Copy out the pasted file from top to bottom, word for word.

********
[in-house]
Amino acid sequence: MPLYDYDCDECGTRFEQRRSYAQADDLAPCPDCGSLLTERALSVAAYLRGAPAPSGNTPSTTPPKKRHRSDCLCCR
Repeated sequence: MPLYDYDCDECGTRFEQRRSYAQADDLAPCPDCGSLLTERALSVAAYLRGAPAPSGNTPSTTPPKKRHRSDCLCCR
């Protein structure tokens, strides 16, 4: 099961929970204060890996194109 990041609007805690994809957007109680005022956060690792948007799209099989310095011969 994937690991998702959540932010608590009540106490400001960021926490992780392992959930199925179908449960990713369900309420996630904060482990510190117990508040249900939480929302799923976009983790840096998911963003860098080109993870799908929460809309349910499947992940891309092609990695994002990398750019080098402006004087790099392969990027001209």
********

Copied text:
[in-house]
Amino acid sequence: MPLYDYDCDECGTRFEQRRSYAQADDLAPCPDCGSLLTERALSVAAYLRGAPAPSGNTPSTTPPKKRHRSDCLCCR
Repeated sequence: MPLYDYDCDECGTRFEQRRSYAQADDLAPCPDCGSLLTERALSVAAYLRGAPAPSGNTPSTTPPKKRHRSDCLCCR
């Protein structure tokens, strides 16, 4: 099961929970204060890996194109 990041609007805690994809957007109680005022956060690792948007799209099989310095011969 994937690991998702959540932010608590009540106490400001960021926490992780392992959930199925179908449960990713369900309420996630904060482990510190117990508040249900939480929302799923976009983790840096998911963003860098080109993870799908929460809309349910499947992940891309092609990695994002990398750019080098402006004087790099392969990027001209």